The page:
In Review: Bryan Talbot’s Grandville

Grandville by Bryan Talbotby Bryan Talbot
Publisher: Jonathan Cape
Out: 15th October 2009

The Plot: Bryan Talbot’s most recent book, Alice in Sunderland, was hailed by The Guardian as one of the ten best graphic novels ever and acclaimed by critics all over the world. Before that, at the start of his career, he created the first ever steampunk graphic novel, The Adventures of Luther Arkwright.

In GrandvilleGrandville Talbot brings us another steampunk masterpiece. Inspired by the work of the nineteenth-century French illustrator Gerard, who worked under the pseudonym ‘Grandville’ and frequently drew anthropomorphic animal characters, it tells the story of detective Inspector LeBrock of Scotland Yard as he stalks a gang of murderers through the heart of Belle Epoque Paris.

In this alternative reality, France is the major world power and its capital is thronged with steam-driven hansom cabs, automatons and flying machines. The characters are mostly animals, though there is an underclass of humans, often referred to as ‘dough faces’, who resemble the ‘clear-line’ characters of Herge’s Tintin books.

Visually stunning, Grandville is a fantastical and audacious rollercoaster ride that will add to Talbot’s reputation as one of the best graphic novelists in the world.

The Review: After what some would describe as the ‘heavy’ nature of Alice in Sunderland, with his new project, Grandville, writer-artist-Doctor Bryan Talbot kicks off his shoes and delivers a no-nonsense steampunk adventure melding Rupert the Bear, Tintin and Kill Bill-styled action, with plenty of humour along the way – and it’s simply brilliant.

Quite apart from the stunning steampunk-inspired graphics there’s plenty of action, beautiful art and a horde of in-jokes for comics fans that don’t detract from overall adventure, as the unstoppable badger Inspector LeBrock takes on the devious French to expose a heinous plot that plugs straight into 9/11 conspiracy theories and more.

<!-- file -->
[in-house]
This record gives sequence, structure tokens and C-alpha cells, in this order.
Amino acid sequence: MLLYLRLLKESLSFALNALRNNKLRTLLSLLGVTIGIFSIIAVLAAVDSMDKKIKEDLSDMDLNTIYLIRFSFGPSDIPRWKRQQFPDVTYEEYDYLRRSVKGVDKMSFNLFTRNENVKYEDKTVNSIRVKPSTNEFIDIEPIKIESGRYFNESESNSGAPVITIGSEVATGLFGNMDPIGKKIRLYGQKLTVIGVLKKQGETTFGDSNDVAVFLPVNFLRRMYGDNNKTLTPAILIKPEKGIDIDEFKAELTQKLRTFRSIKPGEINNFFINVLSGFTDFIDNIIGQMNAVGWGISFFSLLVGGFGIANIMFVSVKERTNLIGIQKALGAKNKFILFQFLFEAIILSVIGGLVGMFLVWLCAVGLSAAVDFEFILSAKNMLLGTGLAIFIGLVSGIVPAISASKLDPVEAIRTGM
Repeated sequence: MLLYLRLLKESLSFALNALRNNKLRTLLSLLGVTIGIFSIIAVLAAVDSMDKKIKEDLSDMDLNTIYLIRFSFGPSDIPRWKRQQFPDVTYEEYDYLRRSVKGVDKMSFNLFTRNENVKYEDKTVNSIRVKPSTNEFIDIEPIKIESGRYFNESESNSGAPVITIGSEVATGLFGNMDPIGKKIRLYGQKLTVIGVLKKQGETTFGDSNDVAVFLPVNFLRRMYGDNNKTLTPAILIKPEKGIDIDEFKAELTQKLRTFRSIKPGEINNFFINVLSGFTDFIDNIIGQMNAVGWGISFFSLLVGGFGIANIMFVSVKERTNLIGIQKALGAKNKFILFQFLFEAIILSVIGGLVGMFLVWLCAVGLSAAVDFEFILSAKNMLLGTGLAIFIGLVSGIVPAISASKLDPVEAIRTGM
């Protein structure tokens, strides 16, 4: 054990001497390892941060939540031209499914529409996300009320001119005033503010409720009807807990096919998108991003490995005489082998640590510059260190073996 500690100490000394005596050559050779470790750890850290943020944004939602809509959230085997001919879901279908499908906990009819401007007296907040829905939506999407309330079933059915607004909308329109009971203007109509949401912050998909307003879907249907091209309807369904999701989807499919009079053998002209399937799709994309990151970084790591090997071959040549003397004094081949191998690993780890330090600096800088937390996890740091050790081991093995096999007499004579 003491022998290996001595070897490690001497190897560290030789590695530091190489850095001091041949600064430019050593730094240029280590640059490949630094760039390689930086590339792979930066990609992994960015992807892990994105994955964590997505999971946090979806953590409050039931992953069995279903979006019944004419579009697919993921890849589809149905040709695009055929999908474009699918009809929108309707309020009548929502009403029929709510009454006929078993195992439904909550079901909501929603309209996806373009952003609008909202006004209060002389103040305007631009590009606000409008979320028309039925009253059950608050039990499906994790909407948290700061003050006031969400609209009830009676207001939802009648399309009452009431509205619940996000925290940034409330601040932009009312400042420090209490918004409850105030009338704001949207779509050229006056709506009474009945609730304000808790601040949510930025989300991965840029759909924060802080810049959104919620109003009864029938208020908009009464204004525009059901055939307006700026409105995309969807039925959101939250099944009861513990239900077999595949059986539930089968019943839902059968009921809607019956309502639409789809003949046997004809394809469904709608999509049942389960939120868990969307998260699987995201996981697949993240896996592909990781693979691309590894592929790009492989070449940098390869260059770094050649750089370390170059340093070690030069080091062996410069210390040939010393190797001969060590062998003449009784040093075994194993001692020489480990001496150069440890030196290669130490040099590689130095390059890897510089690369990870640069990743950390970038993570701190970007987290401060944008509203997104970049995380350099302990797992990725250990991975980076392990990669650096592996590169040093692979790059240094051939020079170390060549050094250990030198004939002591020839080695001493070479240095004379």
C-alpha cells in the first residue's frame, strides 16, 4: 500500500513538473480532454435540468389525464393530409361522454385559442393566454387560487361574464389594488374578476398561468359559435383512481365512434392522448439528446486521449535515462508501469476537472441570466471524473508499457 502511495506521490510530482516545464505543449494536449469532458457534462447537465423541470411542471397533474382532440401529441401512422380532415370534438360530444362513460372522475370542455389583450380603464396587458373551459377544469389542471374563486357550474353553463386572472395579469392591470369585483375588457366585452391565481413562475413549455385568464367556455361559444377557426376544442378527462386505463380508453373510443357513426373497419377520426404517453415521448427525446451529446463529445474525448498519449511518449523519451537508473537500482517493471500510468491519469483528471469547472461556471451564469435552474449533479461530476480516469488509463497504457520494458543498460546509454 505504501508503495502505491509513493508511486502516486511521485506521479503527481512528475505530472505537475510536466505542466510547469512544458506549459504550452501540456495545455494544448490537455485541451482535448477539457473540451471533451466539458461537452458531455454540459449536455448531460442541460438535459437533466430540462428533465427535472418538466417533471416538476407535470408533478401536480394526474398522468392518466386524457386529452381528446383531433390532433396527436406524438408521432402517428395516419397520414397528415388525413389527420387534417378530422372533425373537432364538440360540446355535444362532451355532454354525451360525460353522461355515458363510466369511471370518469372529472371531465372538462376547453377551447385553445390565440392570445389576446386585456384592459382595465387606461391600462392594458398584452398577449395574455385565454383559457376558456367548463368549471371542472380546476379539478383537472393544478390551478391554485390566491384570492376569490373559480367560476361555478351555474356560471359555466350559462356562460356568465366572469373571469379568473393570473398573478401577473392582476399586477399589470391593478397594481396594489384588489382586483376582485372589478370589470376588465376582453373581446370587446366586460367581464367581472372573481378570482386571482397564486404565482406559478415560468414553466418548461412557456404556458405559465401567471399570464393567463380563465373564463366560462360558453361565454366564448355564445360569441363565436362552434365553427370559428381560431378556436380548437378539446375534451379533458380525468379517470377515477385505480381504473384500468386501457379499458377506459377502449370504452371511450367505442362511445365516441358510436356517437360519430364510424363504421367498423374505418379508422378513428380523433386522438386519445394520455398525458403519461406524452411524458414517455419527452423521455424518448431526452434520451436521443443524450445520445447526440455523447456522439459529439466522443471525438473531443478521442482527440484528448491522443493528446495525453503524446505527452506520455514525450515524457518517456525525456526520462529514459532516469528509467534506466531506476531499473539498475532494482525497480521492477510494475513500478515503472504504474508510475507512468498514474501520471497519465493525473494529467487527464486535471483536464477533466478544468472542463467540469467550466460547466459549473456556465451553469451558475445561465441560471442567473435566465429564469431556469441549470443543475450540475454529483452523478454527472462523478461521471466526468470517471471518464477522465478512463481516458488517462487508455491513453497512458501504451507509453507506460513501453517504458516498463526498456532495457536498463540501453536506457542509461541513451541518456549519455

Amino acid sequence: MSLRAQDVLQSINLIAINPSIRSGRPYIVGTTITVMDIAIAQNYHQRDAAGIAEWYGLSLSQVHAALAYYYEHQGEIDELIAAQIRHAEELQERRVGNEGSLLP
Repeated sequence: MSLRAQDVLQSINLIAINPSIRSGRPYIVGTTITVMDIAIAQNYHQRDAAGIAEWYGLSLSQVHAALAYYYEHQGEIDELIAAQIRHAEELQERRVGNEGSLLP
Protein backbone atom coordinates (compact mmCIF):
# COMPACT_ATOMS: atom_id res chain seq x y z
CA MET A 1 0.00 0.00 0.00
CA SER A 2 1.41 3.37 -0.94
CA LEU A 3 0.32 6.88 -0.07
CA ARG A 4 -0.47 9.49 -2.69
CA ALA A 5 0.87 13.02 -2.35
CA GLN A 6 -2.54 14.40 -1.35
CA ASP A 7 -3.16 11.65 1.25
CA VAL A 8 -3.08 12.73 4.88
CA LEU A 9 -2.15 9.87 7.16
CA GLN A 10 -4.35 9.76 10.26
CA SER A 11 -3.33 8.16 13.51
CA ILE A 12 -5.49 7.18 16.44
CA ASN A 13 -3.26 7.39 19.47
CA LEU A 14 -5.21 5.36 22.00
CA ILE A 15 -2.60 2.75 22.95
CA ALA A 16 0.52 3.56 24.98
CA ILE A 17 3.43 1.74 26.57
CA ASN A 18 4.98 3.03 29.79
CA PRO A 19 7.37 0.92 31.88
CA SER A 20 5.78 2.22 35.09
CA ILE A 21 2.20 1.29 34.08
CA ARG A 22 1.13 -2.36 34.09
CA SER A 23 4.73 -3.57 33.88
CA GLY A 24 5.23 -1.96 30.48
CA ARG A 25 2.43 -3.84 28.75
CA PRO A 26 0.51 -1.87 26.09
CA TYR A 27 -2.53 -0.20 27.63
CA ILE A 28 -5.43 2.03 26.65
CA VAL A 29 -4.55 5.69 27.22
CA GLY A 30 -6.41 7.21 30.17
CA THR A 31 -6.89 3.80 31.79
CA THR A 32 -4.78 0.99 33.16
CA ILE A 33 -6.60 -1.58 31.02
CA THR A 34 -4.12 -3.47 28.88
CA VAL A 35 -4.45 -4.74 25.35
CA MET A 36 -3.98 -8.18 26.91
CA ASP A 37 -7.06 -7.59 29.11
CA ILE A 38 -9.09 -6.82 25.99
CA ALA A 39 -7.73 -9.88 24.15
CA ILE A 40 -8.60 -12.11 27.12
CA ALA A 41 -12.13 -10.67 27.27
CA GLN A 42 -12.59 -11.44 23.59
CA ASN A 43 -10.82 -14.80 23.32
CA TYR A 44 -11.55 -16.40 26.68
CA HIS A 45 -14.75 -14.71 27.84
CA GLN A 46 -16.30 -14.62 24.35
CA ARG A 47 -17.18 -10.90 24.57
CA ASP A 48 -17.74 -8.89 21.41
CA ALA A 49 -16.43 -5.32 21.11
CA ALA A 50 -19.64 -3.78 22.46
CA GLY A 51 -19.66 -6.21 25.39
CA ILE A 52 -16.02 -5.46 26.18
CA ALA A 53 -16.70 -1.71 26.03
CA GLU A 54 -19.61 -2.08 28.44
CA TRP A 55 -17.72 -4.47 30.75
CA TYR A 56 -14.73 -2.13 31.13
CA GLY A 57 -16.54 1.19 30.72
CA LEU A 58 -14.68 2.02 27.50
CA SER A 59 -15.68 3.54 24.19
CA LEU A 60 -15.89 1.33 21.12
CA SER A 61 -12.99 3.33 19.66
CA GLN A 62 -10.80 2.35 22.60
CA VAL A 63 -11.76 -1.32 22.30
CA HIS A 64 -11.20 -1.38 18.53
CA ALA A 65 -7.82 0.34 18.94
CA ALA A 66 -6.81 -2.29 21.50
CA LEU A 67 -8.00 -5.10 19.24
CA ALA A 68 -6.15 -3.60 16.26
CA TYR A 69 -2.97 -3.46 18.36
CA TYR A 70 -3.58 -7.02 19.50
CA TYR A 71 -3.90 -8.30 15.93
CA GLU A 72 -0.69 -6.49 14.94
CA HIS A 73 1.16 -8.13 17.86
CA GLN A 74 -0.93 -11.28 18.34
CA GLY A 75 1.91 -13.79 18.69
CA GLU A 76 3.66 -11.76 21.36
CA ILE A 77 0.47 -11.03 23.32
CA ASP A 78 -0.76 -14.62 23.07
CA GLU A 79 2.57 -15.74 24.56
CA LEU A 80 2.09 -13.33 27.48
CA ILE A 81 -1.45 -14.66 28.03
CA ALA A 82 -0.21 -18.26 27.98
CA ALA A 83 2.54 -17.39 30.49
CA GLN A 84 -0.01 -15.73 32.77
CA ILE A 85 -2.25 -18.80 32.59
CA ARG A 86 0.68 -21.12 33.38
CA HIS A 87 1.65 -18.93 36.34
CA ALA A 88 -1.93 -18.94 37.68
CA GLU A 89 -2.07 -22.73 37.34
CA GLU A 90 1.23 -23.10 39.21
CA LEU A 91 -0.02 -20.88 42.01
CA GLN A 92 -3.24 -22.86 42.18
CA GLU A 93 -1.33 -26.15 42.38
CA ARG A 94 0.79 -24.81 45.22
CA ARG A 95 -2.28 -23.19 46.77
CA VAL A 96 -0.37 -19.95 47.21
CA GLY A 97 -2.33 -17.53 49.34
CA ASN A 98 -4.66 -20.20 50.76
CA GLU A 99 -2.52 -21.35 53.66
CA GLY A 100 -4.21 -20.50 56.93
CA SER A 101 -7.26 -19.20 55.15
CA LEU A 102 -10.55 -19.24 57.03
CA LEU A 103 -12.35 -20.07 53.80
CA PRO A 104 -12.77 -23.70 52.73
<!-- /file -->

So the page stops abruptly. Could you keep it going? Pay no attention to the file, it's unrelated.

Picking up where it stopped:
Well known for his attention to detail and fastidious art style, Bryan ensures his mystery plot has no holes, right down to the obvious silk ribbon in a typewriter used to write a mystery report by a murder victim LeBrock is called on to investigate in a rural England recently freed from French rule (no chance of reading the report from that). The in jokes are great: the drug addict ‘Snowy’ dreaming of Blue Lotus and more, and my favourite, the revelation that the dough-faced and odd-looking humans apparently originate in Angouleme (home of course to the world’s most recognized international annual comics event and major bande dessines museum in our world).

GrandvilleGrandville is a delight: you can read it as a fun, no-nonsense, rip-roaring adventure or re-read it for all the subtext Bryan’s woven into the tale. The central characters are heroic but endearing, the villains vile and well worth booing as they make their entrance.

With a every page a feast for the eye we have no hesitation is saying Grandville is highly recommended…

Grandville is published by Jonathan Cape and is on sale from 15th October 2009

More Reviews

“I love this comic. It’s big, bold, brash, insanely detailed and has badgers torturing frogs. There are steam powered carriages and robots, gratuitous violence, big explosions, lots of kicking, a decent ending and Inspector Brock finding a long, long way from Wind in the Willows…”
– Rich Johnston, Bleeding Cool

Web Links

Official Grandville Section on

Official Dark Horse Grandville homepage

Interviews with Bryan Talbot on Grandville:

• SteamPunk Magazine: Bryan Talbot on Bastable, Brass Goggles and badgers.

• Comics Bulletin: Creating an anthropomorphic thriller in that ol’ steampunk style

• Newsarama: The Grandville Tour: talking to Bryan Talbot

Categories: British Comics, British Comics - Books, British Comics - Graphic Novels, Reviews

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